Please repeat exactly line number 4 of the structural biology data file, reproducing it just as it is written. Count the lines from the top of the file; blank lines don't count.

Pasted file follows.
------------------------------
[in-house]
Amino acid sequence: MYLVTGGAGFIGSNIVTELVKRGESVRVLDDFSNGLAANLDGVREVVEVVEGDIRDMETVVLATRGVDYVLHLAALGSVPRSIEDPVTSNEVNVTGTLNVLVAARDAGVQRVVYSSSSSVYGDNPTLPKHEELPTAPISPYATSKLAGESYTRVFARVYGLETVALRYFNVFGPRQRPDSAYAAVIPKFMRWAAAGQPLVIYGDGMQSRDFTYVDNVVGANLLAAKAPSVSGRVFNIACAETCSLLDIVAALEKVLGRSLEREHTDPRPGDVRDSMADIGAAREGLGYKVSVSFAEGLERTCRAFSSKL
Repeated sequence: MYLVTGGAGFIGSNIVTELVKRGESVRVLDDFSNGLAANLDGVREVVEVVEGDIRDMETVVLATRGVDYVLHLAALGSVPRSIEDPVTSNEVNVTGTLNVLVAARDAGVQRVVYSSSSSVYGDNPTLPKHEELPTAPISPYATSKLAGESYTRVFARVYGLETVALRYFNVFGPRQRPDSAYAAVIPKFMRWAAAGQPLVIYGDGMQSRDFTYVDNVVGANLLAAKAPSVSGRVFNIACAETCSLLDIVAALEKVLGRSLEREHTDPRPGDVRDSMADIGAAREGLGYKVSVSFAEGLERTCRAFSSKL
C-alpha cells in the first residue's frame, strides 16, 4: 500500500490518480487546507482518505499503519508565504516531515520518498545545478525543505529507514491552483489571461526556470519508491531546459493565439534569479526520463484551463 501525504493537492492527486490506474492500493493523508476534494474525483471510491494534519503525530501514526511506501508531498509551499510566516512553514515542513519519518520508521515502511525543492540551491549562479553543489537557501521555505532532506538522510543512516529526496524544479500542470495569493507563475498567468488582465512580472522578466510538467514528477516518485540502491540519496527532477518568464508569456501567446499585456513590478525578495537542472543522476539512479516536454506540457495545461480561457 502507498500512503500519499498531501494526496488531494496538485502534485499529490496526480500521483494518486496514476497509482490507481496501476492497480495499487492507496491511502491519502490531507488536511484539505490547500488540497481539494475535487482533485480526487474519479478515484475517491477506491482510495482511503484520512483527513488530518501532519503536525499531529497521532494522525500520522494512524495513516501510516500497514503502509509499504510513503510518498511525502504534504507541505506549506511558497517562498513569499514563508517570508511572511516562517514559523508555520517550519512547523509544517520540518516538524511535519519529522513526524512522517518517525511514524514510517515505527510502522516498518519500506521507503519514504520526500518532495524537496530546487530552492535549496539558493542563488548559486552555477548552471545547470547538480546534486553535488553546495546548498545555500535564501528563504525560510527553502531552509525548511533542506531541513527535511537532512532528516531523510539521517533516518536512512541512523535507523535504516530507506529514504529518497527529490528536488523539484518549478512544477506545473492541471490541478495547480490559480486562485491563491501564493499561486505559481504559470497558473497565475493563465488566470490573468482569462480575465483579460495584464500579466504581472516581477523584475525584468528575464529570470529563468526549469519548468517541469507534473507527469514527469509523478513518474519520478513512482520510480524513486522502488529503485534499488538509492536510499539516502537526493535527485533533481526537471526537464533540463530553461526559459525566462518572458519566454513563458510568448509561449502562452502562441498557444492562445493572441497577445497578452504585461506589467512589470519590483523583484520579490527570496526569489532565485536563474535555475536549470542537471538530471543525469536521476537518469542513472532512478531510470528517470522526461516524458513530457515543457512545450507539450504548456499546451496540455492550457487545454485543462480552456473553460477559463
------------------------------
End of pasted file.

C-alpha cells in the first residue's frame, strides 16, 4: 500500500490518480487546507482518505499503519508565504516531515520518498545545478525543505529507514491552483489571461526556470519508491531546459493565439534569479526520463484551463 501525504493537492492527486490506474492500493493523508476534494474525483471510491494534519503525530501514526511506501508531498509551499510566516512553514515542513519519518520508521515502511525543492540551491549562479553543489537557501521555505532532506538522510543512516529526496524544479500542470495569493507563475498567468488582465512580472522578466510538467514528477516518485540502491540519496527532477518568464508569456501567446499585456513590478525578495537542472543522476539512479516536454506540457495545461480561457 502507498500512503500519499498531501494526496488531494496538485502534485499529490496526480500521483494518486496514476497509482490507481496501476492497480495499487492507496491511502491519502490531507488536511484539505490547500488540497481539494475535487482533485480526487474519479478515484475517491477506491482510495482511503484520512483527513488530518501532519503536525499531529497521532494522525500520522494512524495513516501510516500497514503502509509499504510513503510518498511525502504534504507541505506549506511558497517562498513569499514563508517570508511572511516562517514559523508555520517550519512547523509544517520540518516538524511535519519529522513526524512522517518517525511514524514510517515505527510502522516498518519500506521507503519514504520526500518532495524537496530546487530552492535549496539558493542563488548559486552555477548552471545547470547538480546534486553535488553546495546548498545555500535564501528563504525560510527553502531552509525548511533542506531541513527535511537532512532528516531523510539521517533516518536512512541512523535507523535504516530507506529514504529518497527529490528536488523539484518549478512544477506545473492541471490541478495547480490559480486562485491563491501564493499561486505559481504559470497558473497565475493563465488566470490573468482569462480575465483579460495584464500579466504581472516581477523584475525584468528575464529570470529563468526549469519548468517541469507534473507527469514527469509523478513518474519520478513512482520510480524513486522502488529503485534499488538509492536510499539516502537526493535527485533533481526537471526537464533540463530553461526559459525566462518572458519566454513563458510568448509561449502562452502562441498557444492562445493572441497577445497578452504585461506589467512589470519590483523583484520579490527570496526569489532565485536563474535555475536549470542537471538530471543525469536521476537518469542513472532512478531510470528517470522526461516524458513530457515543457512545450507539450504548456499546451496540455492550457487545454485543462480552456473553460477559463